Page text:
Her name isn’t really Tara. Or Jenny, which is what she tells guys—gentlemen—who want to know her real name.
At the bus stop, she checks her prepaid dumb-phone, still in her hand, and deletes out the agency number (always ready until she’s out), dials star-six-seven and the familiar ten digits that calculate home. She listens to the machine—they still have a plastic machine on the kitchen counter, with a blinking light—and hangs up right before the beep so they won’t come home to the flashing green light of false hope, you have messages.
“Got an extra smoke?” the same-as-always homeless guy asks, and she same-as-always shakes a second one out of the pack for him, lights them both with her Cartier lighter, a “little gift” from her Thursday gentleman, monogrammed with a J but she likes it anyway.
She wonders if tonight her mother will be sewing patchwork, or braiding one of the rag rugs that kept their stocking feet off the flagged floors all winter, the rugs that got rolled up every April after she had draped them over the fence and beaten out the dust and dog hair. Even in sticky August Toronto, when Caribana is lurching down the street in a haze of ganja and the low metallic ring of conga drums, it’s always November at the farm. Her mother is always cutting out pieces from old aprons. Her father is putting on his boots for evening ride-out and asking if she wants to come. And she herself is watching his grey head bowed as he steps out the door, her words un-take-back-able, her love for him and the farm and the sky and her own little room packed away as carefully as she’d packed her single bag.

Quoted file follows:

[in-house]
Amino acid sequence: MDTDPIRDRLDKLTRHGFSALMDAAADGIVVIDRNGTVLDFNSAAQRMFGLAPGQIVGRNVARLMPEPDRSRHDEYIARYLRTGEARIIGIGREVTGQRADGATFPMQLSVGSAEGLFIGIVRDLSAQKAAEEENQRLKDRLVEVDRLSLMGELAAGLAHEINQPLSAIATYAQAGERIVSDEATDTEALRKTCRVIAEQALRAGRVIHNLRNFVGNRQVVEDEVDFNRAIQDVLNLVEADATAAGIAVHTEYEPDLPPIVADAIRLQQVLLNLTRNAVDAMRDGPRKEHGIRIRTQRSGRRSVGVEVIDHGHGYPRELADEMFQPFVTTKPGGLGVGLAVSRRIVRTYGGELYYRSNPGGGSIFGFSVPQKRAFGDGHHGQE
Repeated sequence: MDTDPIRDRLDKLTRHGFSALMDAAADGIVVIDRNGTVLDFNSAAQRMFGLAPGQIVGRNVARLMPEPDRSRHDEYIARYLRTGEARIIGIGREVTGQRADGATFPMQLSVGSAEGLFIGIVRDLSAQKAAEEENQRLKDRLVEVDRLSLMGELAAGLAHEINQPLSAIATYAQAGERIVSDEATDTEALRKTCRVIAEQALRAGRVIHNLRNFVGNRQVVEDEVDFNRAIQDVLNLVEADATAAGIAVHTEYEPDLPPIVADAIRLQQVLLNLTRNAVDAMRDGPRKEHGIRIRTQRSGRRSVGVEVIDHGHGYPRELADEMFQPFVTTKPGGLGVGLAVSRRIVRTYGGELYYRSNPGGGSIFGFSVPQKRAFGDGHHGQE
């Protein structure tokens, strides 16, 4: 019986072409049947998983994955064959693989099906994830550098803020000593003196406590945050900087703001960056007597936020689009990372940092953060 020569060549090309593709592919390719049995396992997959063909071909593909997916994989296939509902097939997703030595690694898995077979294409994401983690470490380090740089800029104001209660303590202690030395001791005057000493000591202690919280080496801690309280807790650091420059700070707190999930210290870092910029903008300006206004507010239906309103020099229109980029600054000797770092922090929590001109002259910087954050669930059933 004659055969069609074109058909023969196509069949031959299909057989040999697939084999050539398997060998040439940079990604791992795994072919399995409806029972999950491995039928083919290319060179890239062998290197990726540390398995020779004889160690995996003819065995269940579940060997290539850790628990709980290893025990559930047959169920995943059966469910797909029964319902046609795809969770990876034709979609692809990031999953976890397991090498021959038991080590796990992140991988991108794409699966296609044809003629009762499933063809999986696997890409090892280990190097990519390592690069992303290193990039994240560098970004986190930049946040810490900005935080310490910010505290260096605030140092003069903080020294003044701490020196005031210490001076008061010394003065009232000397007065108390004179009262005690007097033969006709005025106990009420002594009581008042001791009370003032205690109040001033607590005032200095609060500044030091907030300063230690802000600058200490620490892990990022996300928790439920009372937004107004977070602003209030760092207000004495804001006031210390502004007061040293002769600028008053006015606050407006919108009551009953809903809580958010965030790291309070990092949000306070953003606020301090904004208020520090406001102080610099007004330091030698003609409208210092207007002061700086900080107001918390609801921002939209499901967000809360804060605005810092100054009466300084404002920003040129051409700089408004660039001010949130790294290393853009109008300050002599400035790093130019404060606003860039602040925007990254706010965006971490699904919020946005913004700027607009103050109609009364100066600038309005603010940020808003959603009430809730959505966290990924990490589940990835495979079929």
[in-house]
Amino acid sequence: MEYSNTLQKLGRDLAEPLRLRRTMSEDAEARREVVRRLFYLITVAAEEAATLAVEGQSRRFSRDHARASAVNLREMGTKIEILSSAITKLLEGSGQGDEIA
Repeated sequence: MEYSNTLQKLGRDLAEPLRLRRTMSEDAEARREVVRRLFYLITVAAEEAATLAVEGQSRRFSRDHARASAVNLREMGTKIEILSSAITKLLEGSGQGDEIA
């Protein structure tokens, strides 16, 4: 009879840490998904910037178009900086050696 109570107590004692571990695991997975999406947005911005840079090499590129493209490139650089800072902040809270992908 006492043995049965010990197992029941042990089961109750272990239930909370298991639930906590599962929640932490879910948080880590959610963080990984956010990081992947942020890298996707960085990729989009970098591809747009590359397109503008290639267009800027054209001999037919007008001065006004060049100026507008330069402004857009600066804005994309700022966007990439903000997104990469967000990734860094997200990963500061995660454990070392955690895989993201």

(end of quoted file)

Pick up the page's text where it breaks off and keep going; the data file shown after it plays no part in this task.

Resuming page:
The bus came slowly then, lumping through the early snowfall turned to early slush, the field she’d cut across bare gold-brown stubble against big grey sky.
She looks up now as it lumbers to a halt, the corner of Queen and John as far from the prairie as she’d been able to get with the money she’d saved from babysitting and winter beans and selling her pig, money that was for college but withdrawable all the same.
She tells herself it’s always better not to leave a message, that knowing her now, the her that is Tara-Jenny, would be worse than not knowing at all. But still, she lets the bus go by into the hazy heat and steps back to drag twice more on her cigarette, pull out the smarter of her two phones and press “send”.
“You have reached 780-525-7588. Gina, if this is you, please come home. We are not mad and we love you. Please, come home. Just tell us where to pick you up and we will come and get you, no matter where. We love you. Please leave a message.”
Tara first showed up for the "Three Little Words" prompt back in Week Two.